The Hardest Word

Tuesday, October 8, 2013

You said or did something to hurt your friend. Maybe you were snarky at the bus stop, or standoffish at a school event or dismissive of her idea when she was just trying to help.
Whatever it was, you know you were wrong and the fact that you had had a crappy day is no excuse.
Now you’re stuck with yourself and your guilt. And you don’t know what to do.
You want to call her and say, I’m so sorry. I was an idiot and shouldn’t have done that. I value your friendship. Please forgive me.
But you’re scared. You’re scared that once you admit that you were being childish and thoughtless she will see that you’re flawed and will think less of you.
You also don’t want to apologize because you know it will be uncomfortable. And not just for you but for her too. You’ll have to tell her that you know that your stupid comment or behavior had the power to hurt her. And that makes you both vulnerable. And that’s something you don’t want to deal with.
So you start convincing yourself that it was no big deal.
That she probably didn’t even notice your comment, or your cold shoulder, or your reaction to her advice.
And even if she did notice, you think, she probably didn’t even care. She knows you love her. She’ll likely just chalk it up to you having had a bad day or being distracted.
Yes, of course. She’s totally fine. It would be silly to apologize for something so small. You can’t believe you even considered it.
Just to be on the safe side though, you’ll be extra attentive and kind next time you see her. And that will definitely make up for your minor transgression.
Phew! Glad that’s over. Now you can go back to feeling good.
But lurking deep in your heart you know that you’re being a coward.
And even though you’ve shoved the guilty feeling into a place where you don’t see it, every once in a while it will pop up and wash over you.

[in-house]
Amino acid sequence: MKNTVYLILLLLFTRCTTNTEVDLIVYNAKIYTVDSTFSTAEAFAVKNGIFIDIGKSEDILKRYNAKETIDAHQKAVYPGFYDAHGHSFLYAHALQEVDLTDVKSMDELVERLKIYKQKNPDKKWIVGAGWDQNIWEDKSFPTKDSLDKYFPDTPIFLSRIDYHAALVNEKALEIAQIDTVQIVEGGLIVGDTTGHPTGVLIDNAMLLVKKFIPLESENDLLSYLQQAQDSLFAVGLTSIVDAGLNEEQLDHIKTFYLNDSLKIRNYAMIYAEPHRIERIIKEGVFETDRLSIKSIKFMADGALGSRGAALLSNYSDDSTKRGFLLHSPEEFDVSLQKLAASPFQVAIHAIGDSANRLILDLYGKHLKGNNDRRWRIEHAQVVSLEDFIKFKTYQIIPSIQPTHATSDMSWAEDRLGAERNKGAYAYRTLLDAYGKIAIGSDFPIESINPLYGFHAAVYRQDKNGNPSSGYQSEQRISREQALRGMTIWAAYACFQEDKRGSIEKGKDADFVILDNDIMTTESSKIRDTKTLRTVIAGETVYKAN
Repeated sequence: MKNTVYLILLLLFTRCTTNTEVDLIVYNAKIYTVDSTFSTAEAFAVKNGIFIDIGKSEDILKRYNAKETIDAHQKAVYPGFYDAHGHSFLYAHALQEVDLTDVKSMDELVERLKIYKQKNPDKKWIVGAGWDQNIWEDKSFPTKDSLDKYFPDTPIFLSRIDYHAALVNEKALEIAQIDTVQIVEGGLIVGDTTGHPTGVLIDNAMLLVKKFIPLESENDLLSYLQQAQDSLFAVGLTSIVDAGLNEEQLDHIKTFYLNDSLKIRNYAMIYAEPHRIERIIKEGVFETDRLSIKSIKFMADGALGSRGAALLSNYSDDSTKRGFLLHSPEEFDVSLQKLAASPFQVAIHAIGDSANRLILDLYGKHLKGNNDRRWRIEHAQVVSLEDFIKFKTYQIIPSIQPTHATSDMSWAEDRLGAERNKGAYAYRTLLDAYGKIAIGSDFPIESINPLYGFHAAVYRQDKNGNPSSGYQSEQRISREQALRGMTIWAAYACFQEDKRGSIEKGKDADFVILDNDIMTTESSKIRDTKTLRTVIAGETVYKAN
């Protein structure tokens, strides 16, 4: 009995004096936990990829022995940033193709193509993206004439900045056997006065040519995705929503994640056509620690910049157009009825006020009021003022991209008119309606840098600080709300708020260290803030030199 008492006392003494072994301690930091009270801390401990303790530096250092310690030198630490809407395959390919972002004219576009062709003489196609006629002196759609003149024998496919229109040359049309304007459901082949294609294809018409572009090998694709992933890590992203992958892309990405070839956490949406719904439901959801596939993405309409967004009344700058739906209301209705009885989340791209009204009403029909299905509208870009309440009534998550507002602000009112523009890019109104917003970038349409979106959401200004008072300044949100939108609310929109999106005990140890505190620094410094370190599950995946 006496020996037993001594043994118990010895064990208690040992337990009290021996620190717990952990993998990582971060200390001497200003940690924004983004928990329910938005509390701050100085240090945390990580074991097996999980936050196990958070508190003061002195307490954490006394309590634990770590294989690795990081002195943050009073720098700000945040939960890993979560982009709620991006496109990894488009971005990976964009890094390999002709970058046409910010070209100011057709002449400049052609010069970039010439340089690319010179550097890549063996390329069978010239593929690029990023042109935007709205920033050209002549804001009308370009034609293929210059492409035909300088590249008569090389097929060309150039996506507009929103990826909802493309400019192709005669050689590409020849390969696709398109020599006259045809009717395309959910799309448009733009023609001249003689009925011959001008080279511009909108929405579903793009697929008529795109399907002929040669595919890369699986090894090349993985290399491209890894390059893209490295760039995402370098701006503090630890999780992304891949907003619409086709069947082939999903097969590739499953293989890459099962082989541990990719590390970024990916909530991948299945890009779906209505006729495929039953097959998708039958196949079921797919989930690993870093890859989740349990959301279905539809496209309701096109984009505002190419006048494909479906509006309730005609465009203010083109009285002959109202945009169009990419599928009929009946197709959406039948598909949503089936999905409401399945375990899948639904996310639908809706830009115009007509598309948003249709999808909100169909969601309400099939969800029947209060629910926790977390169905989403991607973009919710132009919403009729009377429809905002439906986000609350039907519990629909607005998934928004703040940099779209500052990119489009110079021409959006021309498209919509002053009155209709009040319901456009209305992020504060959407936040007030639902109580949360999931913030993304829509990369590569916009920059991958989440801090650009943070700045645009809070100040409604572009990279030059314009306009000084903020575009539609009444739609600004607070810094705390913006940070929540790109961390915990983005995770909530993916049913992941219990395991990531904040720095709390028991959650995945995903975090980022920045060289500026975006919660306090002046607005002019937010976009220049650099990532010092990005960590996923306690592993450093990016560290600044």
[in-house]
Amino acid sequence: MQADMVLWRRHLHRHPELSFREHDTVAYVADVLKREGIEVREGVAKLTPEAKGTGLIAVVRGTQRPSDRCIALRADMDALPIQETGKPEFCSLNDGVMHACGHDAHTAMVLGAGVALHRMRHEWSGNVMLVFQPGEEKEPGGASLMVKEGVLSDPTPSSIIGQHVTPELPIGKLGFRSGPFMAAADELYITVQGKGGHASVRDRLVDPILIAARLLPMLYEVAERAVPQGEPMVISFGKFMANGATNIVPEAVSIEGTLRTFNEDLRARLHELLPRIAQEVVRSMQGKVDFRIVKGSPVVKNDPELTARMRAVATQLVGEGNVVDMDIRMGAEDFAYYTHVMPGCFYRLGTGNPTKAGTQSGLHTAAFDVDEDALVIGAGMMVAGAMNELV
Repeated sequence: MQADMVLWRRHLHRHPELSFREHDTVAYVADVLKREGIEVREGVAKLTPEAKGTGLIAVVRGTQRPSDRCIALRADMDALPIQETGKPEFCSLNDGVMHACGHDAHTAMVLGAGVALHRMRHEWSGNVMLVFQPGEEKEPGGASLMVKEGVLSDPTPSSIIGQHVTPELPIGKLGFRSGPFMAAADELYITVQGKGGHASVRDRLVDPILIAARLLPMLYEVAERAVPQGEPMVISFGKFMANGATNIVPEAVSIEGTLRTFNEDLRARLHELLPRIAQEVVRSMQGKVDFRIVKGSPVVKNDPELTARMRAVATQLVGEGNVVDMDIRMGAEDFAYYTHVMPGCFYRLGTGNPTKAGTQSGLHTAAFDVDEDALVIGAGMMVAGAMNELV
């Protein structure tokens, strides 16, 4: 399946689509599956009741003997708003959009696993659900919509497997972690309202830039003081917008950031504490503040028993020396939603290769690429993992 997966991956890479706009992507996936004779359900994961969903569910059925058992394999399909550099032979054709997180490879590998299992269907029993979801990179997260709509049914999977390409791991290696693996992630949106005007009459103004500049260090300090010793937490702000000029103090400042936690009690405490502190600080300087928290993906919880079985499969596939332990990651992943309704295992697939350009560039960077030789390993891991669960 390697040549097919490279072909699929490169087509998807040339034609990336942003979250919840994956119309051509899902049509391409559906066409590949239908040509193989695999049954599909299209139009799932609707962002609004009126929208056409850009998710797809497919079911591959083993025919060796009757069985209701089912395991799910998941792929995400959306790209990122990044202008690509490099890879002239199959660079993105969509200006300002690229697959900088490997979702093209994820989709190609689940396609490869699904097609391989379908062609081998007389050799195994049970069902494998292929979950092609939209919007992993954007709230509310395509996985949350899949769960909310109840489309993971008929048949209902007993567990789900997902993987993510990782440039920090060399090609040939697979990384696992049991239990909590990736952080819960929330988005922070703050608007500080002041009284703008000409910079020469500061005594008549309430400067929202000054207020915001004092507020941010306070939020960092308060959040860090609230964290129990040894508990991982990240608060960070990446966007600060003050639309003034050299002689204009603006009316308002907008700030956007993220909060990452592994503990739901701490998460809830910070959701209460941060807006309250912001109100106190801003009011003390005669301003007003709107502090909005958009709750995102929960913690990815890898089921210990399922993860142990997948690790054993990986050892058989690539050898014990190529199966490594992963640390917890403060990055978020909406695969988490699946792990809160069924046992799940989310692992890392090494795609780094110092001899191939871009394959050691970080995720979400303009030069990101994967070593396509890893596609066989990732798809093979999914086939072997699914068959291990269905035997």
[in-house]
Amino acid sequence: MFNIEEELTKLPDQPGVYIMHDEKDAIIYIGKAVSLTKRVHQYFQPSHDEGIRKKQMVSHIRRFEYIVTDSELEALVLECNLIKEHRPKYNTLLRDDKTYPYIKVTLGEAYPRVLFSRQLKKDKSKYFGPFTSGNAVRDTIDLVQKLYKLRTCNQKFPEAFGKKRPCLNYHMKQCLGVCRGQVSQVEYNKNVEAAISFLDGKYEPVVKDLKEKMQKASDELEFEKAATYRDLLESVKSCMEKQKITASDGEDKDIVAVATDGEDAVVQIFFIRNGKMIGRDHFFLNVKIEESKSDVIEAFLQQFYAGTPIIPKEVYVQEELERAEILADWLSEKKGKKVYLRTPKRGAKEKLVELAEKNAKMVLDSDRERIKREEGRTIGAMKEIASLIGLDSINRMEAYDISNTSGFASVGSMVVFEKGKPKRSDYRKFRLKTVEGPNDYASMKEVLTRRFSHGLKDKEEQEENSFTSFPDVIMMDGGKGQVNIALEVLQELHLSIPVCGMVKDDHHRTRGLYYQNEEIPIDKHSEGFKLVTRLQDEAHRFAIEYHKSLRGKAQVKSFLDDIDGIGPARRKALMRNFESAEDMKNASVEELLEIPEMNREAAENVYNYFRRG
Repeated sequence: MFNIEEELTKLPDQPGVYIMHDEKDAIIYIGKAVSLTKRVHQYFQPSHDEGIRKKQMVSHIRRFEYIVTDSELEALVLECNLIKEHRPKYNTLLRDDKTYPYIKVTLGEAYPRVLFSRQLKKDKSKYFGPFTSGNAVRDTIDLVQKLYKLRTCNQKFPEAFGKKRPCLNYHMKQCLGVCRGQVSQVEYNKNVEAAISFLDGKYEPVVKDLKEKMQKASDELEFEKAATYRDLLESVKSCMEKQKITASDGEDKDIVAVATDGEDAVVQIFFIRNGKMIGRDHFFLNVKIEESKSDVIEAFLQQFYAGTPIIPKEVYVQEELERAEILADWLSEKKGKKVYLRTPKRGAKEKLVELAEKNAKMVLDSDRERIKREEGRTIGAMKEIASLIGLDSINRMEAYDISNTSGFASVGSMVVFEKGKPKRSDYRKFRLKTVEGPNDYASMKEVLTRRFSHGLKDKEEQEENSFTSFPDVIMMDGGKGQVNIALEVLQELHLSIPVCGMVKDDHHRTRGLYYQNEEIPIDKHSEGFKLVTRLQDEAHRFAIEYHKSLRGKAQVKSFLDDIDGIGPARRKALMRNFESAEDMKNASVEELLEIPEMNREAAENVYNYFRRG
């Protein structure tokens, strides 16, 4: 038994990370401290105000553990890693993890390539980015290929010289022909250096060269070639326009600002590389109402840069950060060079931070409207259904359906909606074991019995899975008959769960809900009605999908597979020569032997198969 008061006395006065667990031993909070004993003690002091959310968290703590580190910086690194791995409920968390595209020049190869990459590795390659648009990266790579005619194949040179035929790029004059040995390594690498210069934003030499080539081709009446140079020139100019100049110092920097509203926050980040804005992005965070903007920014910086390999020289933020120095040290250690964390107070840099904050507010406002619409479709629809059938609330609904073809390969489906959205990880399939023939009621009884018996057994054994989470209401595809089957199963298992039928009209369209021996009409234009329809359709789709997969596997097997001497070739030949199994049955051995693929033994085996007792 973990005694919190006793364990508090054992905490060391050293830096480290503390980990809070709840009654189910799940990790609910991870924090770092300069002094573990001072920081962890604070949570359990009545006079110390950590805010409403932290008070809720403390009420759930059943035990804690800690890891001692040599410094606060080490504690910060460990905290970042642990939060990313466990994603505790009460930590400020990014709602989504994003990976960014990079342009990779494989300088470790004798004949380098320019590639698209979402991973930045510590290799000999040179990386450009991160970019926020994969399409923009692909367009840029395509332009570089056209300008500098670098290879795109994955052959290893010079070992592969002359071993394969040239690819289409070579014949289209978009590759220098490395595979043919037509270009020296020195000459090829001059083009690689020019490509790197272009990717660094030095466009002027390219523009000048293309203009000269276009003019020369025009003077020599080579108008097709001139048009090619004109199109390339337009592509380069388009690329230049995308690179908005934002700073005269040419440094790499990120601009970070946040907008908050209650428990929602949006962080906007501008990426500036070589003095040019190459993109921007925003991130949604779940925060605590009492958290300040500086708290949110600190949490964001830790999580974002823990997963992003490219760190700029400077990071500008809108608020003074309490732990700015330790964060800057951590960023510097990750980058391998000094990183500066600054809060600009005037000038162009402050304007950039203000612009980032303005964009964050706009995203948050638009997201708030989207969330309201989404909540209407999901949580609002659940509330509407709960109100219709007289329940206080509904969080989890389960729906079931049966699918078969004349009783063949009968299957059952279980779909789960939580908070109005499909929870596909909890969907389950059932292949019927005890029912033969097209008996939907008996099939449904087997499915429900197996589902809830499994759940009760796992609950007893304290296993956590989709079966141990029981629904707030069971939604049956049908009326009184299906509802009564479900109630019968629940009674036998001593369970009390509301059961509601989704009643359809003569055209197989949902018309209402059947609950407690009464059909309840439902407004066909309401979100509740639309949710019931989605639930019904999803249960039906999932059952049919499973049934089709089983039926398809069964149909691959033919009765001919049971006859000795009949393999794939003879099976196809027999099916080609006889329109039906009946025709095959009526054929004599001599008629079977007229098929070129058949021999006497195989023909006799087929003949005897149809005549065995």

And the next time you do something unintentionally hurtful, and there will be a next time because there always is, you’ll make the same excuses not to say anything and assume your friendship is fine.
But each small action or lack of action chips away at your friendship and one day that friendship will not be as close or as strong because you didn’t do the work to take care of it.
So instead of doing the easy cowardly thing, do the hard thing. Go over to her house and say, I’m not sure if you noticed that I was being a bit cold or that I reacted badly to your advice but I wanted to tell you that I’m sorry. I know I was inconsiderate and if I hurt you, even unintentionally, I apologize. You’re a great friend and I am so happy to have you in my life.
Your friend might be surprised by your apology and your sentiments and say that she didn’t even notice your infraction. Or she might instantly comfort you by saying that you didn’t need to apologize.
But no matter what she says to comfort you or make the situation easy for both of you, inside her heart she will appreciate your apology. And she will love you more for caring enough about her and your friendship to take that step.
And you will have done the right thing for a friendship you treasure.

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